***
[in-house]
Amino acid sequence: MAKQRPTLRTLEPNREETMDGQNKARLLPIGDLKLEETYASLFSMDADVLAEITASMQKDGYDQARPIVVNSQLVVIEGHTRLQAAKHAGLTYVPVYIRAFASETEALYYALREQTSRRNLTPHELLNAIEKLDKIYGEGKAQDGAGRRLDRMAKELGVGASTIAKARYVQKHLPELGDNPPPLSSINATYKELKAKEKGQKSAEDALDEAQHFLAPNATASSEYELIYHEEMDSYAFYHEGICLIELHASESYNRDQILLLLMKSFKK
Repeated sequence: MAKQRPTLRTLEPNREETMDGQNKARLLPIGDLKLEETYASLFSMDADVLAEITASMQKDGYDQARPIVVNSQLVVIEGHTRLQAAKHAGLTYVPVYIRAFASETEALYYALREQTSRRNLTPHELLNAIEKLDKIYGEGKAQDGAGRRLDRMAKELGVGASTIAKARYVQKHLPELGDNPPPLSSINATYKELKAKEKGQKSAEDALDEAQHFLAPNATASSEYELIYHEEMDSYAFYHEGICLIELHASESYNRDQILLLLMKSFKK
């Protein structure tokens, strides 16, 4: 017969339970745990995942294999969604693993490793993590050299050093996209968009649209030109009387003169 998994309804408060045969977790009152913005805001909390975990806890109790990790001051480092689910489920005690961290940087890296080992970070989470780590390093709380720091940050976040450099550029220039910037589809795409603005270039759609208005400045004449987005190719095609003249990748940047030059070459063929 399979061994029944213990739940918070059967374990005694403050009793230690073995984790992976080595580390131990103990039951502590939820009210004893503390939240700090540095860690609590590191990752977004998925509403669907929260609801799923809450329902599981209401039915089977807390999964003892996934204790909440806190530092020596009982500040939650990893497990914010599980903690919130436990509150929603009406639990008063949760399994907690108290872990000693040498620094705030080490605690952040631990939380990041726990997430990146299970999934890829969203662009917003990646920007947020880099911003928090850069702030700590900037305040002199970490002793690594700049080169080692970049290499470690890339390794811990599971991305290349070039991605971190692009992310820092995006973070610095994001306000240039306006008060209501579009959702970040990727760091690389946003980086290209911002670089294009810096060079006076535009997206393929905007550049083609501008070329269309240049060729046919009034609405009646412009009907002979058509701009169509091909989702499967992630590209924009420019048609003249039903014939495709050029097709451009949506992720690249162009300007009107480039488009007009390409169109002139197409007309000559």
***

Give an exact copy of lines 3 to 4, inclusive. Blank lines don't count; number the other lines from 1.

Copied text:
Repeated sequence: MAKQRPTLRTLEPNREETMDGQNKARLLPIGDLKLEETYASLFSMDADVLAEITASMQKDGYDQARPIVVNSQLVVIEGHTRLQAAKHAGLTYVPVYIRAFASETEALYYALREQTSRRNLTPHELLNAIEKLDKIYGEGKAQDGAGRRLDRMAKELGVGASTIAKARYVQKHLPELGDNPPPLSSINATYKELKAKEKGQKSAEDALDEAQHFLAPNATASSEYELIYHEEMDSYAFYHEGICLIELHASESYNRDQILLLLMKSFKK
């Protein structure tokens, strides 16, 4: 017969339970745990995942294999969604693993490793993590050299050093996209968009649209030109009387003169 998994309804408060045969977790009152913005805001909390975990806890109790990790001051480092689910489920005690961290940087890296080992970070989470780590390093709380720091940050976040450099550029220039910037589809795409603005270039759609208005400045004449987005190719095609003249990748940047030059070459063929 399979061994029944213990739940918070059967374990005694403050009793230690073995984790992976080595580390131990103990039951502590939820009210004893503390939240700090540095860690609590590191990752977004998925509403669907929260609801799923809450329902599981209401039915089977807390999964003892996934204790909440806190530092020596009982500040939650990893497990914010599980903690919130436990509150929603009406639990008063949760399994907690108290872990000693040498620094705030080490605690952040631990939380990041726990997430990146299970999934890829969203662009917003990646920007947020880099911003928090850069702030700590900037305040002199970490002793690594700049080169080692970049290499470690890339390794811990599971991305290349070039991605971190692009992310820092995006973070610095994001306000240039306006008060209501579009959702970040990727760091690389946003980086290209911002670089294009810096060079006076535009997206393929905007550049083609501008070329269309240049060729046919009034609405009646412009009907002979058509701009169509091909989702499967992630590209924009420019048609003249039903014939495709050029097709451009949506992720690249162009300007009107480039488009007009390409169109002139197409007309000559």